How can you ask someone not to beg or indulge in sex work, but at the same time not provide them any alternate forms of employment that can give them a livelihood? This is the question transgender activists are asking, with regard to the recently Andhra Pradesh Transgender Policy.
On December 30, 2017, the Andhra Pradesh government released the policy, outlining the various provisions and benefits it would provide to the transgender community in the state. While the policy has provisions that the community welcomes, there are many problems with it, and many issues that have been left unaddressed.
What the policy says:
- The state will launch an official ‘Transgender Pensions Scheme’, which will provide a pension of Rs 1,500 to transgender persons aged 18 and above, who are below the poverty line, provided they hand over a medical certificate.
It orders the barrier-free entry of transgender persons to hospitals and also aims to sensitise hospitals.
It orders for the police to treat complaints seriously, and asks them to ensure that workplace harassment policies in organisations are made inclusive.
The order states that there should be no discrimination in selection for employment and educational institutions.
It also asks for a grievance redressal cell to be created at the district and state level to assist transgender persons with counselling.
Apart from the pension, in terms of financial assistance, the order also says that transgender persons will be applicable for government schemes such as Aadhaar, ration card etc., as well as “Government SC / ST / BC / Minority / Differently Abled & Senior Citizens / Brahmin / Kapu Corporations subsidy linked bank loans for self-employment and schemes of educational scholarships.”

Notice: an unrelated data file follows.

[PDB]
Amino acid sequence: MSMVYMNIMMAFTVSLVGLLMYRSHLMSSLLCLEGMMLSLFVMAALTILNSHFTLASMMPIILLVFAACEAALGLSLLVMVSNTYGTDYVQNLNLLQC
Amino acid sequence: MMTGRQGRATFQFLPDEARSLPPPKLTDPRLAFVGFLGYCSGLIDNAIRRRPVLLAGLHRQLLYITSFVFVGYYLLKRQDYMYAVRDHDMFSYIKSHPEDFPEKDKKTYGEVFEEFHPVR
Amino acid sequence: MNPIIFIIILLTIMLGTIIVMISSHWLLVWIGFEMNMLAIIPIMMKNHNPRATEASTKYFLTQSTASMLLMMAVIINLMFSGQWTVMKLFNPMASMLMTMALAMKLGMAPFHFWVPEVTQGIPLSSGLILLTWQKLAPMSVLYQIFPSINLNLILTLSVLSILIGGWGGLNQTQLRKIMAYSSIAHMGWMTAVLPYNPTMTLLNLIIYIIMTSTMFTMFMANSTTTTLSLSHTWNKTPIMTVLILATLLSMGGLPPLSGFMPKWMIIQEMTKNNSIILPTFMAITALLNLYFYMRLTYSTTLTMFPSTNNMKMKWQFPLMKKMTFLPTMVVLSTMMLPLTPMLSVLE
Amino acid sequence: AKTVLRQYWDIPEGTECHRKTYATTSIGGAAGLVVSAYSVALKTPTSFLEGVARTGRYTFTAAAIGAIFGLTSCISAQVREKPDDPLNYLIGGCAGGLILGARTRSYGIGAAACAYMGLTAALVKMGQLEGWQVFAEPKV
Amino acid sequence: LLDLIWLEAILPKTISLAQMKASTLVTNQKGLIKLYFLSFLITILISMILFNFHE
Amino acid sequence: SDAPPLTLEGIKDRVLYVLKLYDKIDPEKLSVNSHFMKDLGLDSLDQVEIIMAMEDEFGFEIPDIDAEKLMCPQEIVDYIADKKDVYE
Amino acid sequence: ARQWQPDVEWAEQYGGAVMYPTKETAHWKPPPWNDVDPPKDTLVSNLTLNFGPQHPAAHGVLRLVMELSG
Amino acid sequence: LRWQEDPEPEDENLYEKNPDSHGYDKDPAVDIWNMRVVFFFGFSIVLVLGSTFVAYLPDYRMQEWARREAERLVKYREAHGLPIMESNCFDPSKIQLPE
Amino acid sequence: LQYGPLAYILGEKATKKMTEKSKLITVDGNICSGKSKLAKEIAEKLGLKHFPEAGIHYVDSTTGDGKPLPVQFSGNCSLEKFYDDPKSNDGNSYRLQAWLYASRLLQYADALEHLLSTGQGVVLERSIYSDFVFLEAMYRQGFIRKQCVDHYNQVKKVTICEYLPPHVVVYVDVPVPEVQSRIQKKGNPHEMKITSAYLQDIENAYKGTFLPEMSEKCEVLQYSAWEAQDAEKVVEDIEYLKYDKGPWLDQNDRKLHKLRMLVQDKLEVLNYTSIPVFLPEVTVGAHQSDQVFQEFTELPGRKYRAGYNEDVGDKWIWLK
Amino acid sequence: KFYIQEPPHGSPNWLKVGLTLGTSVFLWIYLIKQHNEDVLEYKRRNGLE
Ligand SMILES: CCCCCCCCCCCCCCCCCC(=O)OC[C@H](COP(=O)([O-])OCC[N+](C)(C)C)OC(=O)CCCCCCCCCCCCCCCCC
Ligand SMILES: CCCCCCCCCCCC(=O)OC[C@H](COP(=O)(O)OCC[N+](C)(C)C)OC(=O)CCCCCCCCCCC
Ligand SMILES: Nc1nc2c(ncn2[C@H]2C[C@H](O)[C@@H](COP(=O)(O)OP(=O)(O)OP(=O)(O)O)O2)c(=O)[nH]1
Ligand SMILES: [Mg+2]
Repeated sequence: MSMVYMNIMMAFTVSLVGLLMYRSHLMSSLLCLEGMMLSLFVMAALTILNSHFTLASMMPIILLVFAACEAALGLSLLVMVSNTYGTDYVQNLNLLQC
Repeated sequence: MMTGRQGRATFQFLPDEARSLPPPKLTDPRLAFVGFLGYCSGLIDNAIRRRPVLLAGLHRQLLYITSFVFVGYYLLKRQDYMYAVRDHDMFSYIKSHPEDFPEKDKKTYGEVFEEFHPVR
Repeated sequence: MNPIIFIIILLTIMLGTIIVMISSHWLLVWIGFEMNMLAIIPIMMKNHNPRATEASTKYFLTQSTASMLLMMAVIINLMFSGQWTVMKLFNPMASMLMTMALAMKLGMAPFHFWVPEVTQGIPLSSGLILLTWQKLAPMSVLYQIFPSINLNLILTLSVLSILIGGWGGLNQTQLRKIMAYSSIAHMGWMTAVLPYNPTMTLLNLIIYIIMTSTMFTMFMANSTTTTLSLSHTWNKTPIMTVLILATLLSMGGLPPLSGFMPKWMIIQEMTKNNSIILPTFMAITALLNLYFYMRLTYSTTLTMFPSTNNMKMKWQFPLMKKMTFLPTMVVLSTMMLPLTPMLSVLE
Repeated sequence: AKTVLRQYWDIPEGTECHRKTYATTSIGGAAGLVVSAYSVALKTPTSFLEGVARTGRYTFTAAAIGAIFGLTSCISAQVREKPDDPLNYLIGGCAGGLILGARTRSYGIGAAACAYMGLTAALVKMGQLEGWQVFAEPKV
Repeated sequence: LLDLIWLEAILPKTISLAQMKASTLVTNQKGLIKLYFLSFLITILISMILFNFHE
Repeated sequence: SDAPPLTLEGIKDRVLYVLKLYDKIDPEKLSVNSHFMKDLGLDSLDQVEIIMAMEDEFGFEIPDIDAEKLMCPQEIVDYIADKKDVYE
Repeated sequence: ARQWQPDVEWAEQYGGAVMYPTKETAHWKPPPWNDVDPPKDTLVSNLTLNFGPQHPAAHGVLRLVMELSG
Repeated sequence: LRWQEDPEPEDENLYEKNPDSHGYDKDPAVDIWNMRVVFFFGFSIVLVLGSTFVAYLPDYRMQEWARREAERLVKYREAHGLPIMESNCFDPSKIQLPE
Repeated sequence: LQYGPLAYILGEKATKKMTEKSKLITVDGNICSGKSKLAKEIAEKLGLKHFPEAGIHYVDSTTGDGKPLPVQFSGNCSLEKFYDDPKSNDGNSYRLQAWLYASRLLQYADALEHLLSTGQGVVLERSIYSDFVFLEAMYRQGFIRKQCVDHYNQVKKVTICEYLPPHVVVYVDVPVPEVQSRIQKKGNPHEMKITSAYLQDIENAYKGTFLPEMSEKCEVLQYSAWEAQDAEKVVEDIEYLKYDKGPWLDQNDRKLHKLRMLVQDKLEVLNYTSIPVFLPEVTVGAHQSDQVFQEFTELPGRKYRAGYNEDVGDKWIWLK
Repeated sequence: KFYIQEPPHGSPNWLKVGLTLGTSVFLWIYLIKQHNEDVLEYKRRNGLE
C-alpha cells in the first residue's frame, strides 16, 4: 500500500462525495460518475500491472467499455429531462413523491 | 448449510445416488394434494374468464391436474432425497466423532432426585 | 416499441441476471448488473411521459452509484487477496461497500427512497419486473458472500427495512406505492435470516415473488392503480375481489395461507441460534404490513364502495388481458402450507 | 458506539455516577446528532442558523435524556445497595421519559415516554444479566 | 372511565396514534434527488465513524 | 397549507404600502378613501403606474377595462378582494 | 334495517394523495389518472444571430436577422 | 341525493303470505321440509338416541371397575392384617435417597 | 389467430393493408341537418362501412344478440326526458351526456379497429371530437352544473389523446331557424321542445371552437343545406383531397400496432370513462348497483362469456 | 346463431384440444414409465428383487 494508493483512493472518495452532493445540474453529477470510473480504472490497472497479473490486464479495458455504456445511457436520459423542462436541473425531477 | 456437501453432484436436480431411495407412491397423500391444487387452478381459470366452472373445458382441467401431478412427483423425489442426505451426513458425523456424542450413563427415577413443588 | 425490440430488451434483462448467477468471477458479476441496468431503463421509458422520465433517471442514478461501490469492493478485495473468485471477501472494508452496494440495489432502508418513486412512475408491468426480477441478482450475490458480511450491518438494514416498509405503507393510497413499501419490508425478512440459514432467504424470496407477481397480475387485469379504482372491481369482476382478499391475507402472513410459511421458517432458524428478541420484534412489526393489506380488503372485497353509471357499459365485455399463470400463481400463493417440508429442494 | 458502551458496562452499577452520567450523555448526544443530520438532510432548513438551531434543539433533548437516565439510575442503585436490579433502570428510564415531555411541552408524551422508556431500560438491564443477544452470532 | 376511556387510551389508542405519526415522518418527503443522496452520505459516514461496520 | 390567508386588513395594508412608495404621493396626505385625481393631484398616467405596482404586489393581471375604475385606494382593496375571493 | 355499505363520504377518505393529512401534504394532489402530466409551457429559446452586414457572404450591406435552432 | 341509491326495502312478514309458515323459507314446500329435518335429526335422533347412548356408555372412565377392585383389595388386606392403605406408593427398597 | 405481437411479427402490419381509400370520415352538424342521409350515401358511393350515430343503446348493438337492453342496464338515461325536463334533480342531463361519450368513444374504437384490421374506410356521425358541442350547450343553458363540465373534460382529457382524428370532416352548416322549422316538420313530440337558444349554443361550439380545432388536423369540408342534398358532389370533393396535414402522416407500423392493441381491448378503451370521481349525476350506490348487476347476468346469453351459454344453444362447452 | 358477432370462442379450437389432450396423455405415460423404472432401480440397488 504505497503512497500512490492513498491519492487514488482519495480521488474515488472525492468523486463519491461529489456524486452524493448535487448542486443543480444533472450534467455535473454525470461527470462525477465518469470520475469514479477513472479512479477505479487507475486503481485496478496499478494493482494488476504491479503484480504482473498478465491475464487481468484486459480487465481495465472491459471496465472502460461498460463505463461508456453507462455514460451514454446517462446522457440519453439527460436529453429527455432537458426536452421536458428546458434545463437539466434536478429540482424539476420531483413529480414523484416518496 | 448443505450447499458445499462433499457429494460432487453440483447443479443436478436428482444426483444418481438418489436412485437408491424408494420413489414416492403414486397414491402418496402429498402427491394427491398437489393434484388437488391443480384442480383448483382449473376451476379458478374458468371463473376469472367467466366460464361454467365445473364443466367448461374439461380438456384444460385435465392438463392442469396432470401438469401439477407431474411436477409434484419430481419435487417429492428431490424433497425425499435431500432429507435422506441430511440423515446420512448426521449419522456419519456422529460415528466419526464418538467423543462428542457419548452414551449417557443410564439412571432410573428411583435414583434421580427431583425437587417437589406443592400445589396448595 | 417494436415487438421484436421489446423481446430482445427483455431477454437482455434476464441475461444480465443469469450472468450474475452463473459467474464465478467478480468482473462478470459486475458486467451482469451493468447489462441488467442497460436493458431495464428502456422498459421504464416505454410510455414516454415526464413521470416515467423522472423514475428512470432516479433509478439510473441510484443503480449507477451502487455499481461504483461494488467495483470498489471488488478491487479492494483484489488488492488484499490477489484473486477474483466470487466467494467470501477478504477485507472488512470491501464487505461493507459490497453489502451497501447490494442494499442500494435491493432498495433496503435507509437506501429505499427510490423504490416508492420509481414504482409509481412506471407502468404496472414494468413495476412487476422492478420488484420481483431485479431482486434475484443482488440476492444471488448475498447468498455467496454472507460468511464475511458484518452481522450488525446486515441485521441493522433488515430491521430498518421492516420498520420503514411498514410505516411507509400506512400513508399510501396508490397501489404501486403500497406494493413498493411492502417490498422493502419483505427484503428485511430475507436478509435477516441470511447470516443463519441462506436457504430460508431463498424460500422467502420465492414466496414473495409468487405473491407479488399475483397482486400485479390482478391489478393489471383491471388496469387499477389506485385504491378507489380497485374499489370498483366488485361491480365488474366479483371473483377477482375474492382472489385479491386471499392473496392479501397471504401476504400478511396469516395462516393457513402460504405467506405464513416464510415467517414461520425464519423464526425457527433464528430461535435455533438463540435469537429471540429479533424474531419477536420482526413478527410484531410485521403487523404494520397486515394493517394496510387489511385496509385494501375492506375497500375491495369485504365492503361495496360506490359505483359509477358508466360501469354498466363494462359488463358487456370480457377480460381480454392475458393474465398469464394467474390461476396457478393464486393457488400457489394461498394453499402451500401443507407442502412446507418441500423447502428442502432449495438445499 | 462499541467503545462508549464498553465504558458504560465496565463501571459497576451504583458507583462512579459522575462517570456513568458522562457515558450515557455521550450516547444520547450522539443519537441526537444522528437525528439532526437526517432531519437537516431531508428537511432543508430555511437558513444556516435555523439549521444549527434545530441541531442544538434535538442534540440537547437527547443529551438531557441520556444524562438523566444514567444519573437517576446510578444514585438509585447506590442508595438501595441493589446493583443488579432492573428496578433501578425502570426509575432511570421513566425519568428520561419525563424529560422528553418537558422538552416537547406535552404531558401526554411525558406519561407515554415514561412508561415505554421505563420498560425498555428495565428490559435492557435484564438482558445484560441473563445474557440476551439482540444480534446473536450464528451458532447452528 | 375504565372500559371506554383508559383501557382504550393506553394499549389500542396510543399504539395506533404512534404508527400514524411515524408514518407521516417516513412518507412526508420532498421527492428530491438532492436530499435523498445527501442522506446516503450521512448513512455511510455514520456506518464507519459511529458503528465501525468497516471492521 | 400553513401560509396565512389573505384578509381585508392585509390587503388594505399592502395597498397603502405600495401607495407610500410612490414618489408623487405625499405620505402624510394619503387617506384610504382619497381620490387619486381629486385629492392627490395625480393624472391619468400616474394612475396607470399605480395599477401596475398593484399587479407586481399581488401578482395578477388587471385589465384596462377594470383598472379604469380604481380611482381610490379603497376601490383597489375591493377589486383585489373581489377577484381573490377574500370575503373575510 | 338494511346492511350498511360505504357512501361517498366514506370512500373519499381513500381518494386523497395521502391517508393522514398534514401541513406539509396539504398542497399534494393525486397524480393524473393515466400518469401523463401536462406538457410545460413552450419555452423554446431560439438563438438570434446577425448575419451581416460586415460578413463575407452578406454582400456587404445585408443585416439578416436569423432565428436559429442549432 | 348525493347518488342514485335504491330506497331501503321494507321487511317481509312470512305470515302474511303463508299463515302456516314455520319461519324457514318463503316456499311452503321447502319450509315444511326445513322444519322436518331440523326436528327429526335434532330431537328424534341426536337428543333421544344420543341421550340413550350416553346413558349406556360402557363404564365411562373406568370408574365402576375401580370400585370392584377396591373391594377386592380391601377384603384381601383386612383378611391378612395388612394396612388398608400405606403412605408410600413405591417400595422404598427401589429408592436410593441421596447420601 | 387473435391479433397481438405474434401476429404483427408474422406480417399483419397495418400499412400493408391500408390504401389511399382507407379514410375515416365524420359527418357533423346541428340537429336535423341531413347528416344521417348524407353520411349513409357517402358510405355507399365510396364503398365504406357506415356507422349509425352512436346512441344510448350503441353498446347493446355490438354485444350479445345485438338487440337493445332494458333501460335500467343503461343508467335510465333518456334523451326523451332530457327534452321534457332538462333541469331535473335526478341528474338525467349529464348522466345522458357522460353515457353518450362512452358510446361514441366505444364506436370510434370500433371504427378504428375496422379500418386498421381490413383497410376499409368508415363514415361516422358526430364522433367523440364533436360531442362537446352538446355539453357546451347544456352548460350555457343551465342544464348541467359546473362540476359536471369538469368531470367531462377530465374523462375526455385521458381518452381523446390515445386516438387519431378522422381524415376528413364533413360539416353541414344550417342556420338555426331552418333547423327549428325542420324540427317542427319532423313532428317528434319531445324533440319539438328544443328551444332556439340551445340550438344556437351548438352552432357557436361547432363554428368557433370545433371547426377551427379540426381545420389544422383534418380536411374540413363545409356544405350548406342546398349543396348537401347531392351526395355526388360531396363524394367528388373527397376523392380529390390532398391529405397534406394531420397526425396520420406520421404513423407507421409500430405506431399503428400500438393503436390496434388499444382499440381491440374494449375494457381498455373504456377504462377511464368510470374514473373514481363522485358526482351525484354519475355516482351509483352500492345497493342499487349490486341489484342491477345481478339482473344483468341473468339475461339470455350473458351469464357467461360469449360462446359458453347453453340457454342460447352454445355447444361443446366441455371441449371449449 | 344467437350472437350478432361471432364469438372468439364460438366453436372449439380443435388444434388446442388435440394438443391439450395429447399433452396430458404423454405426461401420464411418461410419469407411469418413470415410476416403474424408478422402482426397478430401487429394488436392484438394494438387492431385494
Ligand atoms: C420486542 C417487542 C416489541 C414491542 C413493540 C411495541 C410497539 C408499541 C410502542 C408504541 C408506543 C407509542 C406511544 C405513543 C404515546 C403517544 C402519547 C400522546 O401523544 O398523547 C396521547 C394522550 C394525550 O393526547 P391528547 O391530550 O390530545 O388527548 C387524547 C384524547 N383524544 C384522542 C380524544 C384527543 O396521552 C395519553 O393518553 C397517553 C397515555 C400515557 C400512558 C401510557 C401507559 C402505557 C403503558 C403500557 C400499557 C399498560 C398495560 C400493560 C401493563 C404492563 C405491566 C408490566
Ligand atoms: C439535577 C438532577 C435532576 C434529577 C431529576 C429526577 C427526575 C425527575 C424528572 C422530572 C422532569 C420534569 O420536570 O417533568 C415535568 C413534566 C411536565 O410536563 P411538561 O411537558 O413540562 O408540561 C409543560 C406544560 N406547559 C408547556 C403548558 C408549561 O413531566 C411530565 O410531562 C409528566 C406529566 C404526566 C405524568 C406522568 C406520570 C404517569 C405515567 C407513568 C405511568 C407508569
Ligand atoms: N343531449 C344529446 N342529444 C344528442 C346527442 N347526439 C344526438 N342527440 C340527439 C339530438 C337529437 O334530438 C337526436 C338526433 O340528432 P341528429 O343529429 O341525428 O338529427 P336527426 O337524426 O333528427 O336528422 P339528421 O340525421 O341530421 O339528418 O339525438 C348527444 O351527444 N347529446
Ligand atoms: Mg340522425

1. Financial assistance
The order states that for transgender persons to avail financial assistance, there are three conditions – for them to be below the poverty line, relinquish “begging, extortion and prostitution” and produce a medical certificate.
At first glance, the policy certainly is a positive change. However, the loopholes are hard to miss.
Speaking to TNM, trans activist Rachana Mudraboyina acknowledges that although the policy is a step in the right direction, there are many concerns that need to be addressed.
“Extortion and prostitution are derogatory terms. Calling something like begging ‘extortion’ gives it a negative colour. Begging is fine and it’s something that people have been doing traditionally, but have also been doing because of helplessness even if they are educated. They are forced to do sex work as well,” Rachana says.
“But, the government order says that the benefits that they are providing can be availed only if people stop begging and sex work… What people have been doing for years can't be left in one night. We also agree that we have to start somewhere, but it'll be a start only when every space is discrimination-free. Transphobia is everywhere,” she adds.
This sentiment is echoed by Meera Sanghamitra, who works with the National Alliance for People’s Movements. According to Meera, the three terms that have been laid down for availing financial assistance will end up excluding a large number of trans people.
“It takes time for the community to switch over to other forms of occupation. It's almost a generational thing. One can expect that if the government makes sincere efforts from now, by the next generation, there could be a substantial decrease in the number of people who are into certain forms of traditional work – be it begging or sex work. Without actually implementing (any welfare measures), putting these conditions that you have to immediately stop these things is problematic,” she says.